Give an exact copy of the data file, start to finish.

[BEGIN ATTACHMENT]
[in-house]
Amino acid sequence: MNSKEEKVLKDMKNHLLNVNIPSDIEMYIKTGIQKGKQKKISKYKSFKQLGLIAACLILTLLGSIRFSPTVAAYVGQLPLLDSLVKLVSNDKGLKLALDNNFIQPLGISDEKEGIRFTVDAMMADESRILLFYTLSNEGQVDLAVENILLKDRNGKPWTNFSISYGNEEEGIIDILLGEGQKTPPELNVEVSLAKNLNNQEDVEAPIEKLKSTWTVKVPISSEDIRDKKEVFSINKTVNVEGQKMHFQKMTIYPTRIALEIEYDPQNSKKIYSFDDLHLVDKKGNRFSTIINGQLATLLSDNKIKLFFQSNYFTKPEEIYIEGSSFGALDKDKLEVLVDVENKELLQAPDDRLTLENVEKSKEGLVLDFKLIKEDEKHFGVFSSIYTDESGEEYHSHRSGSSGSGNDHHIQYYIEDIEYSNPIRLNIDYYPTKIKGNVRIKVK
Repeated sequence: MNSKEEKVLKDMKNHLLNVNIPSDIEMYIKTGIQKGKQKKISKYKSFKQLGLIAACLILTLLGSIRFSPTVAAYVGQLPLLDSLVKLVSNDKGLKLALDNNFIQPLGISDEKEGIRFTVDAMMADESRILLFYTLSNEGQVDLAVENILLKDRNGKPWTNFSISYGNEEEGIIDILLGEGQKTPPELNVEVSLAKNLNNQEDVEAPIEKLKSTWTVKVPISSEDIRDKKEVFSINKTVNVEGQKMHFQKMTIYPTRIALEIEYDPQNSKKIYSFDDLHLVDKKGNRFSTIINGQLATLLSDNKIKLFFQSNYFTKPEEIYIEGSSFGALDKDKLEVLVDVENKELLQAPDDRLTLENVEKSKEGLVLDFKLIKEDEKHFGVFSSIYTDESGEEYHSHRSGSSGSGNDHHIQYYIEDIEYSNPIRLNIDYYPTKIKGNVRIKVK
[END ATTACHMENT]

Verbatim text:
[in-house]
Amino acid sequence: MNSKEEKVLKDMKNHLLNVNIPSDIEMYIKTGIQKGKQKKISKYKSFKQLGLIAACLILTLLGSIRFSPTVAAYVGQLPLLDSLVKLVSNDKGLKLALDNNFIQPLGISDEKEGIRFTVDAMMADESRILLFYTLSNEGQVDLAVENILLKDRNGKPWTNFSISYGNEEEGIIDILLGEGQKTPPELNVEVSLAKNLNNQEDVEAPIEKLKSTWTVKVPISSEDIRDKKEVFSINKTVNVEGQKMHFQKMTIYPTRIALEIEYDPQNSKKIYSFDDLHLVDKKGNRFSTIINGQLATLLSDNKIKLFFQSNYFTKPEEIYIEGSSFGALDKDKLEVLVDVENKELLQAPDDRLTLENVEKSKEGLVLDFKLIKEDEKHFGVFSSIYTDESGEEYHSHRSGSSGSGNDHHIQYYIEDIEYSNPIRLNIDYYPTKIKGNVRIKVK
Repeated sequence: MNSKEEKVLKDMKNHLLNVNIPSDIEMYIKTGIQKGKQKKISKYKSFKQLGLIAACLILTLLGSIRFSPTVAAYVGQLPLLDSLVKLVSNDKGLKLALDNNFIQPLGISDEKEGIRFTVDAMMADESRILLFYTLSNEGQVDLAVENILLKDRNGKPWTNFSISYGNEEEGIIDILLGEGQKTPPELNVEVSLAKNLNNQEDVEAPIEKLKSTWTVKVPISSEDIRDKKEVFSINKTVNVEGQKMHFQKMTIYPTRIALEIEYDPQNSKKIYSFDDLHLVDKKGNRFSTIINGQLATLLSDNKIKLFFQSNYFTKPEEIYIEGSSFGALDKDKLEVLVDVENKELLQAPDDRLTLENVEKSKEGLVLDFKLIKEDEKHFGVFSSIYTDESGEEYHSHRSGSSGSGNDHHIQYYIEDIEYSNPIRLNIDYYPTKIKGNVRIKVK